The Amazing Nano Brothers Juggling Show

Linked product
Description: 

A 40-minute live dramatic performance exploring nanoscale science and technology. Dan and Joel are brothers - Dan a know-it-all and Joel a naif - who must deliver a juggling show about atoms, molecules, nanoscale forces and scanning probe microscopy when it is discovered that the scheduled performers - the Nano Brothers - are too small to see. The performance delivers extraordinary visualizations created through juggling, lighting, and large-scale metaphors, and entertains family audiences through character acting, jokes with various levels of sophistication, stunts, and kid volunteer opportunities. The finale has Dan and Joel on 7-foot unicycles juggling various consumer products enhanced with nanotechnology. The show is available for traveling performances. Contact nano@mos.org.

Audience: 

Objectives

Big Idea: 
Everything is made of atoms, which are mysteriously composed of mostly empty space, and we are learning how to image and manipulate individual atoms and molecules, harnessing the properties that emerge at their very small size scale in the new fields of nanoscience and nanotechnology.
Learning Goals: 
  • The nanoscale world is measured in billionths of meters, and it is too small to see.
  • Matter behaves differently at the nanoscale, for example, gravity has less significance than the "stickiness" of atoms, smaller bits of material are more reactive than larger bits of the same material. Heat and motion are equivalent.
  • Atoms are made of electrons zooming around a nucleus and the distance between the outer electrons and the nucleus of an atom is vast. Matter is mostly empty space.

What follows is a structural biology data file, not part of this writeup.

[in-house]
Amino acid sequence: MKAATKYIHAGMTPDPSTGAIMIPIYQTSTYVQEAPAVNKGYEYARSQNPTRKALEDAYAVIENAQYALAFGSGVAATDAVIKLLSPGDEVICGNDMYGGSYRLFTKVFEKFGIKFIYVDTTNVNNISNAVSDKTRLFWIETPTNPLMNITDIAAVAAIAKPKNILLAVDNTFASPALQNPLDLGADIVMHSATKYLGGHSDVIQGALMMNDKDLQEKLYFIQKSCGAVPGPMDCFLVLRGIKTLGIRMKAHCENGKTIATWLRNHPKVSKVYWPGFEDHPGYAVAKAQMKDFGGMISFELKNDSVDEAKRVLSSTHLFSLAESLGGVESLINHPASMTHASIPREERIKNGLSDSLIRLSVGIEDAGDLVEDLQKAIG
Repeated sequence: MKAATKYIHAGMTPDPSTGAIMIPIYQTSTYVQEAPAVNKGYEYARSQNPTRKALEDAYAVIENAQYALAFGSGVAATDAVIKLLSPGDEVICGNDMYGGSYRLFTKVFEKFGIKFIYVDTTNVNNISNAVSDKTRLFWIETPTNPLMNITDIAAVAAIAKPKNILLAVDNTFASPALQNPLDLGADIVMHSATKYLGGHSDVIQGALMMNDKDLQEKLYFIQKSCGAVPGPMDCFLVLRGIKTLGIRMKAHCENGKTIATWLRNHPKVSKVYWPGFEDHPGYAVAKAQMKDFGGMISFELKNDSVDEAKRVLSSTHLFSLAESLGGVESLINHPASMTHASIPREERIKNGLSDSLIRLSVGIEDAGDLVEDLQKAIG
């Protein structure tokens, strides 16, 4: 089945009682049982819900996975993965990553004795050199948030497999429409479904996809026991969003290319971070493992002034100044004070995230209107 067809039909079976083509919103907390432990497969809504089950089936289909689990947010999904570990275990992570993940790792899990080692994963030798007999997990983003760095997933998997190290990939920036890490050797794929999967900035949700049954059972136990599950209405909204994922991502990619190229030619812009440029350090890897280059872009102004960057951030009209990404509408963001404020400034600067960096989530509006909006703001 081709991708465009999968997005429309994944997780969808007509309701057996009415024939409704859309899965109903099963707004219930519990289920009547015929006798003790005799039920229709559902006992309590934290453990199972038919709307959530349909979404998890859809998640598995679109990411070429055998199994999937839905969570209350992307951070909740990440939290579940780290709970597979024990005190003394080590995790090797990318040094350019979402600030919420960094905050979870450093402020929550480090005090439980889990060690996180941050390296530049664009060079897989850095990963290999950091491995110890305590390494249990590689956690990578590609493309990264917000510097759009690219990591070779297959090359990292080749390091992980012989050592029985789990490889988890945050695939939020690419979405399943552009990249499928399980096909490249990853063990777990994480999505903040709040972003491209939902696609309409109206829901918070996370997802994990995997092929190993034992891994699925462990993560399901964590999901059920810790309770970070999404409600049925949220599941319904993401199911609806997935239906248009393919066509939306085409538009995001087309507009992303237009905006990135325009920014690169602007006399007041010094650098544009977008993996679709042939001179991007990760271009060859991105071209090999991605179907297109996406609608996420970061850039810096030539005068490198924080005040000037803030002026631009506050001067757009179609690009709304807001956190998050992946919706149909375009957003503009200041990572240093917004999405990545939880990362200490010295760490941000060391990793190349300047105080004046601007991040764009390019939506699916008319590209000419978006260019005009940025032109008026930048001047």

• Materials are made of molecules with are made of different combinations of atoms
  • A scanning probe microscope converts data about the forces of individual atoms to construct images of them.
  • Don Eigler led the first team to use a scanning probe microscope to not only image but also to move individual atoms. This 1989 event is often considered the birth of nanotechnology.
  • Nanotechnology is very new, but it is already being used in lots of commercial and consumer products.
  • Care must be taken with using these new nano-enhanced materials.
  • It's okay to ask questions and its fun to think about what things are really made of.

Credits

Funding: 
Supported by the National Science Foundation and the Massachusetts Technology Collaborative through the Center for High-rate Nanomanufacturing (EEC-0425826 and EEC-0832785) and the Harvard Nanoscale Science and Engineering Center (PHY06-46094).
Owning institution: 
Museum of Science, Boston
Permissions: 

This linked product was created by another institution (not by the NISE Network). Contact owning institution regarding rights and permissions.